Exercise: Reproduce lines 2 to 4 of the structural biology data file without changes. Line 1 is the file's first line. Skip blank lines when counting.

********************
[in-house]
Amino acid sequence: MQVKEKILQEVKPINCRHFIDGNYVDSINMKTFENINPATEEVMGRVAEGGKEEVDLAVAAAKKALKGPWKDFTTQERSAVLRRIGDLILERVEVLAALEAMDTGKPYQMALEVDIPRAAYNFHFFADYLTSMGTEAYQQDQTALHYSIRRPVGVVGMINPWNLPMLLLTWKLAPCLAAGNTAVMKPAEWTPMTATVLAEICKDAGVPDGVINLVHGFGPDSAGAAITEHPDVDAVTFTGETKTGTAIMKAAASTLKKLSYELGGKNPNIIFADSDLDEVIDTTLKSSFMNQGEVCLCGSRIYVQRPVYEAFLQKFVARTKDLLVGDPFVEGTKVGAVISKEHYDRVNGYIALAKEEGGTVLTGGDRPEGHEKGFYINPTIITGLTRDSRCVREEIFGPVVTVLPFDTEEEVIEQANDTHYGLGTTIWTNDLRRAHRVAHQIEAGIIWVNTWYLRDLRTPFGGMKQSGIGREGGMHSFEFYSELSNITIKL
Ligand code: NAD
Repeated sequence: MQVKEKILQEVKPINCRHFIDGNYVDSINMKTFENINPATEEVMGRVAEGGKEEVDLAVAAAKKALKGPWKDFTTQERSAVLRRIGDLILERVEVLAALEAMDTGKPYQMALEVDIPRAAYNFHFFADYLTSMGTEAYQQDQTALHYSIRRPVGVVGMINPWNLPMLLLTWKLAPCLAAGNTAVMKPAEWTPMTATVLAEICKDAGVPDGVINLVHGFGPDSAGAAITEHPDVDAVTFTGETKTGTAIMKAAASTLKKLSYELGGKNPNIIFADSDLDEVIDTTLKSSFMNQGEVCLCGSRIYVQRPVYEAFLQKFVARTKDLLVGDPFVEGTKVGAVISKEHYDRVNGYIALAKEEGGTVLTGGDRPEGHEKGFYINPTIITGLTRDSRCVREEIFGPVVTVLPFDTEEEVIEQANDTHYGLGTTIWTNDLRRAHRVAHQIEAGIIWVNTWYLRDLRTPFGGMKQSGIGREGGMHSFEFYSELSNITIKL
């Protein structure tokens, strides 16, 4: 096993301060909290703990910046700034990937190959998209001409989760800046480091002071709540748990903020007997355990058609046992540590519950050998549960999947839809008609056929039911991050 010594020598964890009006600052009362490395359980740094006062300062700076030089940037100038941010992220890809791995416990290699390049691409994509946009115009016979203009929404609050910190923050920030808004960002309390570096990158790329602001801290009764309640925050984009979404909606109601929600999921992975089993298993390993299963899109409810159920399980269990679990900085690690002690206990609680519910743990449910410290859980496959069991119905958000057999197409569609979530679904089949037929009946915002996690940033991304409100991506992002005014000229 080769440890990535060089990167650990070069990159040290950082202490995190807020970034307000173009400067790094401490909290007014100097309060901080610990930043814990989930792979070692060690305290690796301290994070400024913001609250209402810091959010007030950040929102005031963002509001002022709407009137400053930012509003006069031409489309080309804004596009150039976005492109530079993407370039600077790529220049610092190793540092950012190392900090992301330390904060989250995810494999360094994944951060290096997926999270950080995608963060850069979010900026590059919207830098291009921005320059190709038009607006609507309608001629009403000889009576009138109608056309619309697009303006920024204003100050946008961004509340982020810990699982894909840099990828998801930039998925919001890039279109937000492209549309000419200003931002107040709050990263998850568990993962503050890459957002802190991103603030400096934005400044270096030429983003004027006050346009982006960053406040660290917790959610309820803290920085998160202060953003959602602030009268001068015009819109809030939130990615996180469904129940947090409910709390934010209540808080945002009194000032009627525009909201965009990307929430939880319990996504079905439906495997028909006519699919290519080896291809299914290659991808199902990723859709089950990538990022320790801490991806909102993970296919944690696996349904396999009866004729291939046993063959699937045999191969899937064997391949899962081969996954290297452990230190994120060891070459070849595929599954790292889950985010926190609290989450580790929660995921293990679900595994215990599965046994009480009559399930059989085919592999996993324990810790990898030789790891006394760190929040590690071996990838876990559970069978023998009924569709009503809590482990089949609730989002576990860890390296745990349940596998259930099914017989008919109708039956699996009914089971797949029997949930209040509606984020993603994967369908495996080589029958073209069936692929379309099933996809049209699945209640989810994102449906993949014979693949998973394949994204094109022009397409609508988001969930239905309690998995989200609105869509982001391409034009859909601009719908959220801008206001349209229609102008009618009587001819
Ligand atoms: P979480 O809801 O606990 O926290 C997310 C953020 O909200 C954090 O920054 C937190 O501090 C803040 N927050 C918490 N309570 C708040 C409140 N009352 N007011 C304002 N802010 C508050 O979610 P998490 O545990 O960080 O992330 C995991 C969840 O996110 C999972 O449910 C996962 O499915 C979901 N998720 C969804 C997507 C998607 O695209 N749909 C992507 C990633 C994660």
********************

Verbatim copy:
Amino acid sequence: MQVKEKILQEVKPINCRHFIDGNYVDSINMKTFENINPATEEVMGRVAEGGKEEVDLAVAAAKKALKGPWKDFTTQERSAVLRRIGDLILERVEVLAALEAMDTGKPYQMALEVDIPRAAYNFHFFADYLTSMGTEAYQQDQTALHYSIRRPVGVVGMINPWNLPMLLLTWKLAPCLAAGNTAVMKPAEWTPMTATVLAEICKDAGVPDGVINLVHGFGPDSAGAAITEHPDVDAVTFTGETKTGTAIMKAAASTLKKLSYELGGKNPNIIFADSDLDEVIDTTLKSSFMNQGEVCLCGSRIYVQRPVYEAFLQKFVARTKDLLVGDPFVEGTKVGAVISKEHYDRVNGYIALAKEEGGTVLTGGDRPEGHEKGFYINPTIITGLTRDSRCVREEIFGPVVTVLPFDTEEEVIEQANDTHYGLGTTIWTNDLRRAHRVAHQIEAGIIWVNTWYLRDLRTPFGGMKQSGIGREGGMHSFEFYSELSNITIKL
Ligand code: NAD
Repeated sequence: MQVKEKILQEVKPINCRHFIDGNYVDSINMKTFENINPATEEVMGRVAEGGKEEVDLAVAAAKKALKGPWKDFTTQERSAVLRRIGDLILERVEVLAALEAMDTGKPYQMALEVDIPRAAYNFHFFADYLTSMGTEAYQQDQTALHYSIRRPVGVVGMINPWNLPMLLLTWKLAPCLAAGNTAVMKPAEWTPMTATVLAEICKDAGVPDGVINLVHGFGPDSAGAAITEHPDVDAVTFTGETKTGTAIMKAAASTLKKLSYELGGKNPNIIFADSDLDEVIDTTLKSSFMNQGEVCLCGSRIYVQRPVYEAFLQKFVARTKDLLVGDPFVEGTKVGAVISKEHYDRVNGYIALAKEEGGTVLTGGDRPEGHEKGFYINPTIITGLTRDSRCVREEIFGPVVTVLPFDTEEEVIEQANDTHYGLGTTIWTNDLRRAHRVAHQIEAGIIWVNTWYLRDLRTPFGGMKQSGIGREGGMHSFEFYSELSNITIKL